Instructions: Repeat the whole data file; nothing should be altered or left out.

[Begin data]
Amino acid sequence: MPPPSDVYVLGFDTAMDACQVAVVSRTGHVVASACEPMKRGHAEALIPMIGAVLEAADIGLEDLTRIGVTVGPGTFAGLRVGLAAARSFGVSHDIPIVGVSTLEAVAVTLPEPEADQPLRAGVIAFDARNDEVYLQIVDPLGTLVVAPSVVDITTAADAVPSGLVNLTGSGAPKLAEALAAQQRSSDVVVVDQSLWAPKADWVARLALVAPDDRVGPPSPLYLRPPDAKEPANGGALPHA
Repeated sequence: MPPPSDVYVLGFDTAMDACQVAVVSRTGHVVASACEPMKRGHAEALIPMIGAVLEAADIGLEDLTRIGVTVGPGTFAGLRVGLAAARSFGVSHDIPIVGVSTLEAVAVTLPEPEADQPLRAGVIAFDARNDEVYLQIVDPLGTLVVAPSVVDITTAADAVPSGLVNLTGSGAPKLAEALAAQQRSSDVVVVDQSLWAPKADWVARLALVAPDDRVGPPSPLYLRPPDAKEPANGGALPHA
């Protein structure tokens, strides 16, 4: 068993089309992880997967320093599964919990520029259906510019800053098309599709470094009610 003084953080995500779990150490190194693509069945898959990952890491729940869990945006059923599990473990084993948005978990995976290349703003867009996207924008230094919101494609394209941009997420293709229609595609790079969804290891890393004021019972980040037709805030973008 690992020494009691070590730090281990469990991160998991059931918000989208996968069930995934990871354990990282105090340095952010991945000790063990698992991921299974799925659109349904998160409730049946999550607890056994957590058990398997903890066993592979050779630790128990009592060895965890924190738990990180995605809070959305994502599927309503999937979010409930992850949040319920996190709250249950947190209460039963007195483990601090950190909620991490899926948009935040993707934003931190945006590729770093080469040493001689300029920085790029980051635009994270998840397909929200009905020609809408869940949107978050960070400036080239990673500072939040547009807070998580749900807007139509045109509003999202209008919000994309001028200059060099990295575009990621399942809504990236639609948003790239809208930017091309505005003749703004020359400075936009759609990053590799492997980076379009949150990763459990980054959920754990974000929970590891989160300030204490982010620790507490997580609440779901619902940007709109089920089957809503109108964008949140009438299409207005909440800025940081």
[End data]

Amino acid sequence: MPPPSDVYVLGFDTAMDACQVAVVSRTGHVVASACEPMKRGHAEALIPMIGAVLEAADIGLEDLTRIGVTVGPGTFAGLRVGLAAARSFGVSHDIPIVGVSTLEAVAVTLPEPEADQPLRAGVIAFDARNDEVYLQIVDPLGTLVVAPSVVDITTAADAVPSGLVNLTGSGAPKLAEALAAQQRSSDVVVVDQSLWAPKADWVARLALVAPDDRVGPPSPLYLRPPDAKEPANGGALPHA
Repeated sequence: MPPPSDVYVLGFDTAMDACQVAVVSRTGHVVASACEPMKRGHAEALIPMIGAVLEAADIGLEDLTRIGVTVGPGTFAGLRVGLAAARSFGVSHDIPIVGVSTLEAVAVTLPEPEADQPLRAGVIAFDARNDEVYLQIVDPLGTLVVAPSVVDITTAADAVPSGLVNLTGSGAPKLAEALAAQQRSSDVVVVDQSLWAPKADWVARLALVAPDDRVGPPSPLYLRPPDAKEPANGGALPHA
């Protein structure tokens, strides 16, 4: 068993089309992880997967320093599964919990520029259906510019800053098309599709470094009610 003084953080995500779990150490190194693509069945898959990952890491729940869990945006059923599990473990084993948005978990995976290349703003867009996207924008230094919101494609394209941009997420293709229609595609790079969804290891890393004021019972980040037709805030973008 690992020494009691070590730090281990469990991160998991059931918000989208996968069930995934990871354990990282105090340095952010991945000790063990698992991921299974799925659109349904998160409730049946999550607890056994957590058990398997903890066993592979050779630790128990009592060895965890924190738990990180995605809070959305994502599927309503999937979010409930992850949040319920996190709250249950947190209460039963007195483990601090950190909620991490899926948009935040993707934003931190945006590729770093080469040493001689300029920085790029980051635009994270998840397909929200009905020609809408869940949107978050960070400036080239990673500072939040547009807070998580749900807007139509045109509003999202209008919000994309001028200059060099990295575009990621399942809504990236639609948003790239809208930017091309505005003749703004020359400075936009759609990053590799492997980076379009949150990763459990980054959920754990974000929970590891989160300030204490982010620790507490997580609440779901619902940007709109089920089957809503109108964008949140009438299409207005909440800025940081």